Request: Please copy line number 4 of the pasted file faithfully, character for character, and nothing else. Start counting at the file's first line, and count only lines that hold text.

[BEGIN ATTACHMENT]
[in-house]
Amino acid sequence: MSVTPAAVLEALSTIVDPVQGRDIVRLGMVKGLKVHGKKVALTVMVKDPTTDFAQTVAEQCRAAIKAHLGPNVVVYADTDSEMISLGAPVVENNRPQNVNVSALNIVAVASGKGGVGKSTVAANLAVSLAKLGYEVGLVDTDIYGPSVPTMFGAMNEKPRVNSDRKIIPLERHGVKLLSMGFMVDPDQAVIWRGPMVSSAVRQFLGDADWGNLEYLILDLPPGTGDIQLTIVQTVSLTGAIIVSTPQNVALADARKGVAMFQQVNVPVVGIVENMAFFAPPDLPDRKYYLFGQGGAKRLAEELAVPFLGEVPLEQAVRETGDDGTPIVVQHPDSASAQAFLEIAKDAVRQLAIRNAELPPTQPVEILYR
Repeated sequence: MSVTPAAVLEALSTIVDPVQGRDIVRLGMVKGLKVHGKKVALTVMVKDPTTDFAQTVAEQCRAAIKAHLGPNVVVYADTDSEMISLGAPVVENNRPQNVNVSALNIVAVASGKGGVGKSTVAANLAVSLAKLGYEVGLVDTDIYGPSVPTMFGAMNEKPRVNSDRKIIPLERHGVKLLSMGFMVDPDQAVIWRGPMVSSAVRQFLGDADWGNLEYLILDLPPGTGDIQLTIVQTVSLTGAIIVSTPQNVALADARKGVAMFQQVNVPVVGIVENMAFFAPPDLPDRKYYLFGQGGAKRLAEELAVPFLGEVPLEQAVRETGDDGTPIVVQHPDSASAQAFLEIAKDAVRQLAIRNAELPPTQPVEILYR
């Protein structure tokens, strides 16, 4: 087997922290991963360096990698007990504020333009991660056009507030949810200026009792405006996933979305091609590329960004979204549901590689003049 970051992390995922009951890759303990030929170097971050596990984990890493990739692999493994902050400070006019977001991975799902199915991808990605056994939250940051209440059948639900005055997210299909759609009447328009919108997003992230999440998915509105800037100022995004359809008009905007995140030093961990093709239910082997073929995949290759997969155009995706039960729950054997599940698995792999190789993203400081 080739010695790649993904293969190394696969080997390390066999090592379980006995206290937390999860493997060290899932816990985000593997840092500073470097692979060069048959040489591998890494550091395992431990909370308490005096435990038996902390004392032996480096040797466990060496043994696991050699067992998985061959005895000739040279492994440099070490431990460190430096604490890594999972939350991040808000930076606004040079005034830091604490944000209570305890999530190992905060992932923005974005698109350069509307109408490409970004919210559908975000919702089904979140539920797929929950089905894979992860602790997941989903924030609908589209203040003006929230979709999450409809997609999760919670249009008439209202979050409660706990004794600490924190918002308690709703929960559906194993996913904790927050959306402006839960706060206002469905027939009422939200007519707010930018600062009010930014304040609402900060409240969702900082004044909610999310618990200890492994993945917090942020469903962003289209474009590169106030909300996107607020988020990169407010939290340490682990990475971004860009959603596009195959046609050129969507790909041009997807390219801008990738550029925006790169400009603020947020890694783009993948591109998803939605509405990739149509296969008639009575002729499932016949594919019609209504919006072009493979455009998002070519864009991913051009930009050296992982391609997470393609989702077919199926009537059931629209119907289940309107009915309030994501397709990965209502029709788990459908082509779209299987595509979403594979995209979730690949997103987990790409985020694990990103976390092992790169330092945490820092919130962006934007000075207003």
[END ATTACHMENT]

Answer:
């Protein structure tokens, strides 16, 4: 087997922290991963360096990698007990504020333009991660056009507030949810200026009792405006996933979305091609590329960004979204549901590689003049 970051992390995922009951890759303990030929170097971050596990984990890493990739692999493994902050400070006019977001991975799902199915991808990605056994939250940051209440059948639900005055997210299909759609009447328009919108997003992230999440998915509105800037100022995004359809008009905007995140030093961990093709239910082997073929995949290759997969155009995706039960729950054997599940698995792999190789993203400081 080739010695790649993904293969190394696969080997390390066999090592379980006995206290937390999860493997060290899932816990985000593997840092500073470097692979060069048959040489591998890494550091395992431990909370308490005096435990038996902390004392032996480096040797466990060496043994696991050699067992998985061959005895000739040279492994440099070490431990460190430096604490890594999972939350991040808000930076606004040079005034830091604490944000209570305890999530190992905060992932923005974005698109350069509307109408490409970004919210559908975000919702089904979140539920797929929950089905894979992860602790997941989903924030609908589209203040003006929230979709999450409809997609999760919670249009008439209202979050409660706990004794600490924190918002308690709703929960559906194993996913904790927050959306402006839960706060206002469905027939009422939200007519707010930018600062009010930014304040609402900060409240969702900082004044909610999310618990200890492994993945917090942020469903962003289209474009590169106030909300996107607020988020990169407010939290340490682990990475971004860009959603596009195959046609050129969507790909041009997807390219801008990738550029925006790169400009603020947020890694783009993948591109998803939605509405990739149509296969008639009575002729499932016949594919019609209504919006072009493979455009998002070519864009991913051009930009050296992982391609997470393609989702077919199926009537059931629209119907289940309107009915309030994501397709990965209502029709788990459908082509779209299987595509979403594979995209979730690949997103987990790409985020694990990103976390092992790169330092945490820092919130962006934007000075207003």